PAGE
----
Trust in a team is like an engine in a car. Without trust, there is no power to drive the team to  achieve its goals and fulfil its purpose. Without trust, you cannot have high quality conversations – the essential fuel in any team and an absolute pre-requisite to becoming a high performing team. 

My trusted colleague, Stephen M.R. Covey (New York times best-selling author of many books on trust, including “The Speed of Trust”) sums up the power of trust in two elegant equations: 

High Trust = High Speed + Low Cost 

When the trust is high, it is faster to get things done, and the costs (financial, mental, emotional) are a lot lower compared to low trust. 

Low Trust = Low Speed + High Cost 

Conversely when the trust is low, it takes longer to get things done and the costs (financial, mental, emotional) are a lot higher compared to high trust.  

So how does one build greater trust in a team? Here are some practical suggestions: 


1. Team selection is paramount. In selecting the right team, consider not only the skills and motivation to do the role, but also the ability to work constructively within a team environment. 


2. Have real conversations to learn about each other at a deeper level: e.g. conversations about personal histories, motives/drivers, fears, leadership styles, how to get the best out of me, how best to build/destroy trust with me etc . 

3. Use profiling instruments (e.g. HBDI, MBTI, DISC, Hogan etc) to not only fast-track learning about each other, but also create a powerful common language that can help in increasing acceptance and de-personalising differences. My favourite technology in this respect is HBDI (Herrmann Brain Dominance Instrument) – it is both simple and profound, with many practical applications within a team.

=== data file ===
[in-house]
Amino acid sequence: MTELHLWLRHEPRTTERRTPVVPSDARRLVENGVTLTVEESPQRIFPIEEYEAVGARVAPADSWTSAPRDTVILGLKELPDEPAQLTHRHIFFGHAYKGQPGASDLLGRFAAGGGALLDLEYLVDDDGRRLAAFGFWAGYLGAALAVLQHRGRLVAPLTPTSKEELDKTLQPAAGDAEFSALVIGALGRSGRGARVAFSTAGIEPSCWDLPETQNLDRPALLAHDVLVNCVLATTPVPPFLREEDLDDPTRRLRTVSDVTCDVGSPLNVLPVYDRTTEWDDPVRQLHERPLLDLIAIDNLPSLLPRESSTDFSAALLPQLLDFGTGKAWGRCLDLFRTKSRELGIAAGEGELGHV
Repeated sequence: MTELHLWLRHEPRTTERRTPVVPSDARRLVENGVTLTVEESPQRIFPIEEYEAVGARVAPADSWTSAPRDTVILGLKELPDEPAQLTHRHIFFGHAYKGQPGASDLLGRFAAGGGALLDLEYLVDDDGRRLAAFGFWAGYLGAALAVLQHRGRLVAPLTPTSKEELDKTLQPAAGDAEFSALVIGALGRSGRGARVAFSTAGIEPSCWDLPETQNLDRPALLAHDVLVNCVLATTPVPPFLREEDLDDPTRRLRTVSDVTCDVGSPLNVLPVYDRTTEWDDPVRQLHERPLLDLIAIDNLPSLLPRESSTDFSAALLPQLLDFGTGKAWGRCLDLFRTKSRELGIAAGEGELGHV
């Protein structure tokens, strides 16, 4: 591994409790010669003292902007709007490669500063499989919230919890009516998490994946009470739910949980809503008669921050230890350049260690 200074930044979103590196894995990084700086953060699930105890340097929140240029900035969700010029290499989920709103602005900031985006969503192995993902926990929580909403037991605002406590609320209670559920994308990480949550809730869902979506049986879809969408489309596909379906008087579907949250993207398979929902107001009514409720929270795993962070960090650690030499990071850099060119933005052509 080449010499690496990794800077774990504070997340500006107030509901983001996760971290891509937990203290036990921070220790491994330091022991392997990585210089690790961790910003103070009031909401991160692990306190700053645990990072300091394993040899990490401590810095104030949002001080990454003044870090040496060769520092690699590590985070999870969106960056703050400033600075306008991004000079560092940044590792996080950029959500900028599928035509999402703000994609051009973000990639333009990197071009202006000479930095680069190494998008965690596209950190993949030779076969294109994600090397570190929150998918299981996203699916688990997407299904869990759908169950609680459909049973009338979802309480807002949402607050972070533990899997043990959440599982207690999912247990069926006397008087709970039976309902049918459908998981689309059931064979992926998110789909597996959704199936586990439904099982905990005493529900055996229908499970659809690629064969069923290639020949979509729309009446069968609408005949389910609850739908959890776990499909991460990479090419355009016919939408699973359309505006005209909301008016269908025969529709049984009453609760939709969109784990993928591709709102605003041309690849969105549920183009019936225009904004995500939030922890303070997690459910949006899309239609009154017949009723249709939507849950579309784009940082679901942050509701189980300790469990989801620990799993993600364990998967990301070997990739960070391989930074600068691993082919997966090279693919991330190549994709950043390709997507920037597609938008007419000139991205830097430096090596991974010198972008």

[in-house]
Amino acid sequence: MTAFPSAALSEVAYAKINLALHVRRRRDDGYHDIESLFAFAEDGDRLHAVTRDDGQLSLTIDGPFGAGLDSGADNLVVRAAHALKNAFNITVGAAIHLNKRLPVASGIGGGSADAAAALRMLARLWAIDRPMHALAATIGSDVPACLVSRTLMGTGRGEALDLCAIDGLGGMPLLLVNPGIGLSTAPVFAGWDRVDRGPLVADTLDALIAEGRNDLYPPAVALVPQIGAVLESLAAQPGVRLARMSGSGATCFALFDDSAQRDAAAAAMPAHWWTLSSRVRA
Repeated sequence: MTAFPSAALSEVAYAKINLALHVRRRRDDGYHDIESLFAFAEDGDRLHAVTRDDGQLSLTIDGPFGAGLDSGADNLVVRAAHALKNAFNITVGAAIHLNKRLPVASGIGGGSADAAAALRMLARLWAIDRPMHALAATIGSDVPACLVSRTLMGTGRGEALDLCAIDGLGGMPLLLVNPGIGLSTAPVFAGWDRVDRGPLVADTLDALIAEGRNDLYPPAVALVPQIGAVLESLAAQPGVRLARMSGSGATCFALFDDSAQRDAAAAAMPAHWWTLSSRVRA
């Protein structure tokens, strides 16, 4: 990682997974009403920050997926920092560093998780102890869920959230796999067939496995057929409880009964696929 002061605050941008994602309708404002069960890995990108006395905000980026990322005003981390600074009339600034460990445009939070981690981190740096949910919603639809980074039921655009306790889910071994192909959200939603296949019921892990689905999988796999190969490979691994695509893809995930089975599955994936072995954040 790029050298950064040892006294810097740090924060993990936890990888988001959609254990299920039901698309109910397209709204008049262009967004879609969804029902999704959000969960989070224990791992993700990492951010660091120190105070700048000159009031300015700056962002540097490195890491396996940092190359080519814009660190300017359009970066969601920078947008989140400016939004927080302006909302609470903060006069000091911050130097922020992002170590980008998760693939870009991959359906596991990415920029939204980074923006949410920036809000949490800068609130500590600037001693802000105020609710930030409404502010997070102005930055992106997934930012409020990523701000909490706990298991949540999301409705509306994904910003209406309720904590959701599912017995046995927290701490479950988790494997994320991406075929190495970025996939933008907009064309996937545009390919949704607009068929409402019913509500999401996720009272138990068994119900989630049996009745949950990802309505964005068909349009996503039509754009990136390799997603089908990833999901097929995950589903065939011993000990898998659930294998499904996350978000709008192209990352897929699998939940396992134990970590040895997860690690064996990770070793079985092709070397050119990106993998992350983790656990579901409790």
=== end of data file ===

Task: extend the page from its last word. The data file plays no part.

4. Create opportunities to provide feedback to each other in a collective setting – to acknowledge each others’ strengths and contributions and also offering suggestions on how to get better 


5. Leverage best practice models (e.g. Stephen’s Covey “Speed of Trust”, David Maister’s “The Trusted Advisor” etc) to create a language around trust.  

6. Formally agree (discuss and document) rules of play i.e. How will we work together as a team? Execute diligently against these agreements, calibrating regularly and making adjustments as necessary.  

7. Create an environment where vulnerability is seen as a source of strength and courage rather than a sign of weakness e.g. asking for help, sharing challenges and limitations etc is  both expected and appreciated. 


8. To work on important content, including rolling up sleeves to co-create critical team deliverables. It is also important to have time together where it’s not all about work and people can socialise in a more relaxed environment e.g. over dinner etc.  

9. Establish a buddy System, e.g. each person is paired with another member of the team and they use each other as confidantes to check in, bounce ideas, get  advice etc

10. Set a standard where personal conflicts with each other are resolved quickly. When this doesn’t happen, resentment builds up and trust erodes quickly.  

What else would you add to the above list?